When it comes to my generation, I am a statistical anomaly. I do not fit the mold. I grew up in a home with parents who were and continue to be married. I left my parents home at 18 and haven’t lived with them since. I got married when I was 20-years-old. At 25, I already have two children. And I landed a great job less than a month after graduating. In almost every category I break the trend for people my age. My wife jokes that I am really an old man stuck in a 25-year-old body – statistically speaking, she’s right.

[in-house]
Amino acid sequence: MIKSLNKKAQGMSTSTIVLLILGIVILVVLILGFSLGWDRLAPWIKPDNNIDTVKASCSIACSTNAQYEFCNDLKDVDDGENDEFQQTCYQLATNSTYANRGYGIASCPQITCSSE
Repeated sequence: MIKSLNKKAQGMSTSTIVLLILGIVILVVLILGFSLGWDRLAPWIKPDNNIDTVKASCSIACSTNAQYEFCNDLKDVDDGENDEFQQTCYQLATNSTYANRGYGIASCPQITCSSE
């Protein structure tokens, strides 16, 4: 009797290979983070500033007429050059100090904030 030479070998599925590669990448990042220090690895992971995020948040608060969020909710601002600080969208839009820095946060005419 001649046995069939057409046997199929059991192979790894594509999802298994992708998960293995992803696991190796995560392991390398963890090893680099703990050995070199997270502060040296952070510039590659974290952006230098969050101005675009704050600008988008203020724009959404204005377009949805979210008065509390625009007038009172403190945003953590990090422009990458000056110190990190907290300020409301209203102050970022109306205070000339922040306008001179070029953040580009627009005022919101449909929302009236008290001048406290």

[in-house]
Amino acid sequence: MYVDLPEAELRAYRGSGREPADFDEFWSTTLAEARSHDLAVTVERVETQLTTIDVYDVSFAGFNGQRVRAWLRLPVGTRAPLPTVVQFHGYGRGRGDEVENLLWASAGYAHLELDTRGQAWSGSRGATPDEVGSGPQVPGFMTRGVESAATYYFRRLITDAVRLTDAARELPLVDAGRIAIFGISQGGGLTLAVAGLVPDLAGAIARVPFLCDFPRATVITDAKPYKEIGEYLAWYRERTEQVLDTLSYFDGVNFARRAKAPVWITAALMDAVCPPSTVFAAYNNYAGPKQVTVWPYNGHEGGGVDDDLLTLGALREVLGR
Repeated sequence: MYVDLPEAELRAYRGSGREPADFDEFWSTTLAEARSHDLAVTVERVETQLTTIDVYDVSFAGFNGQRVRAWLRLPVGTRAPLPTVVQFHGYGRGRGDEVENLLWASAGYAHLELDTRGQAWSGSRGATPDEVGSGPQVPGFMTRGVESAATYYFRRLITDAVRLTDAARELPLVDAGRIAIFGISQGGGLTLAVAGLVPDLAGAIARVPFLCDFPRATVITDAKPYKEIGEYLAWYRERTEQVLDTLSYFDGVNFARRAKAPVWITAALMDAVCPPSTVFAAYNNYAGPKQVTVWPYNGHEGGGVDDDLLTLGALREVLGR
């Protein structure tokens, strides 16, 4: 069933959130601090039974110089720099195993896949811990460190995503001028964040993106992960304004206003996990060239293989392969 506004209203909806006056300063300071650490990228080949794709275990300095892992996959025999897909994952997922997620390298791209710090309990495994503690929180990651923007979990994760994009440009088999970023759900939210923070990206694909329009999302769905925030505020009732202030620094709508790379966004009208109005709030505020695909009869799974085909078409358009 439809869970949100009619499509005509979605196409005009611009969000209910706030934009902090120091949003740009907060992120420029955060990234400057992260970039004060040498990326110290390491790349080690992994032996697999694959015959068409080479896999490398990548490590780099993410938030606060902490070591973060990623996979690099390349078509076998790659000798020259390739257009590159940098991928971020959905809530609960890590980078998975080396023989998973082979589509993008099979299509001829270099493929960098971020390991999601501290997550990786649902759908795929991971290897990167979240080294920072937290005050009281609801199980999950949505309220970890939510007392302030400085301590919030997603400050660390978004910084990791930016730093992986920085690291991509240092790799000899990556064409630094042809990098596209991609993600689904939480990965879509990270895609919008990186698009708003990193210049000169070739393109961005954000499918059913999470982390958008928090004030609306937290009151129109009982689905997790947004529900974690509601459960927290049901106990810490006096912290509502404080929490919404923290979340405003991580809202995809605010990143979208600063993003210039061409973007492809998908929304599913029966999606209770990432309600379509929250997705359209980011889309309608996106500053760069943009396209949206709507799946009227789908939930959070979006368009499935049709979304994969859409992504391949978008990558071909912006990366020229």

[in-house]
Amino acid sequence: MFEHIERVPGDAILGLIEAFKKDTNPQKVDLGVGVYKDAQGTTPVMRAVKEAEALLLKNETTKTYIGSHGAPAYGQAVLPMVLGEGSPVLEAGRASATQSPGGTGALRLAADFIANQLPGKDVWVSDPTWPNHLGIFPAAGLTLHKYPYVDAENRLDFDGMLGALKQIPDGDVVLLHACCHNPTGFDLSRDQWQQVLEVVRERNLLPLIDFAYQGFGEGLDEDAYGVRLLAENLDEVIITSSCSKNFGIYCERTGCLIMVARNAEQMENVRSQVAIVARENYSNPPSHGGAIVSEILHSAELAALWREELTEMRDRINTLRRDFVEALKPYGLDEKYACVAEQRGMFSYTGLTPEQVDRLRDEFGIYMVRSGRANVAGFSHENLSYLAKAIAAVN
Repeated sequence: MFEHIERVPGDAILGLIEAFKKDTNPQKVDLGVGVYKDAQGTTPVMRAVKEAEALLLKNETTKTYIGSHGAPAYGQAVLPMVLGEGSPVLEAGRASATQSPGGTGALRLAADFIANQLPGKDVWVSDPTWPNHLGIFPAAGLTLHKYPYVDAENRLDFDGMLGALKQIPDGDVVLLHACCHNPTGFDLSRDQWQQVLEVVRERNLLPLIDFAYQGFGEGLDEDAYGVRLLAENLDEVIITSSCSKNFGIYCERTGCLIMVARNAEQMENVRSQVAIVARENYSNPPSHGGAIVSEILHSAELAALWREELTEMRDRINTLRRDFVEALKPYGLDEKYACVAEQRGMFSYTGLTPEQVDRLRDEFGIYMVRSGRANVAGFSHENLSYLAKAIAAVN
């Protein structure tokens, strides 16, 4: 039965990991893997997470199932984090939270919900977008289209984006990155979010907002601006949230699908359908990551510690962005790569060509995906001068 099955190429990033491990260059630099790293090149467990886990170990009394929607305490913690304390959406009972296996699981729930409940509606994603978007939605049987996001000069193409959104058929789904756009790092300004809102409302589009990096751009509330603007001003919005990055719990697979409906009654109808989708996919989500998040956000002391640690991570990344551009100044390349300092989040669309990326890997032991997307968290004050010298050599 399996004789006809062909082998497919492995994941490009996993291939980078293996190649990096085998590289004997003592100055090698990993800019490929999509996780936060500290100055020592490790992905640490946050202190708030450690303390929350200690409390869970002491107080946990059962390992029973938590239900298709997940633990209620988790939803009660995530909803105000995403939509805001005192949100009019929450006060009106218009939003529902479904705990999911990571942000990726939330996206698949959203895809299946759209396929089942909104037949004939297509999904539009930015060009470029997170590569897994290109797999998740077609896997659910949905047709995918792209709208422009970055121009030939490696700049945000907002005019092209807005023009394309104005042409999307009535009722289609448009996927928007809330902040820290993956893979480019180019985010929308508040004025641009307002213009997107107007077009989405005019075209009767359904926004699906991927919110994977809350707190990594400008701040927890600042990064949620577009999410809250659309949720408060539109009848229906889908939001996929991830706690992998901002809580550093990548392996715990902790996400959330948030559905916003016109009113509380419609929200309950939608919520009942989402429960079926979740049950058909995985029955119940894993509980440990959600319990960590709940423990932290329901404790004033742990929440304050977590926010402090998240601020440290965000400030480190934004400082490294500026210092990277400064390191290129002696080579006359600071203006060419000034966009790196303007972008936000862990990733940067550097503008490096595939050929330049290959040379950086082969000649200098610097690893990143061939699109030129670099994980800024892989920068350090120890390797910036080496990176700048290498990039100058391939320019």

But more surprising, perhaps, is the fact that I am “religious.” More than that, I am a professional minister with two degrees in religious studies. So I am really religious. Which is not the case for most people my age. Only 15% of Millennials would say that living a very religious life is one of the most important things to them. In fact, Millennials have helped make “unaffiliated” the third largest religious group in America – between 25 and 30 percent of adults under 30 claim no religious affiliation. At the same time, the percentage of Christians is getting smaller and smaller. If trends continue at the current pace, those who consider themselves “unaffiliated” combined with those affiliated with other religions will outnumber Christians in the U.S. by the year 2042.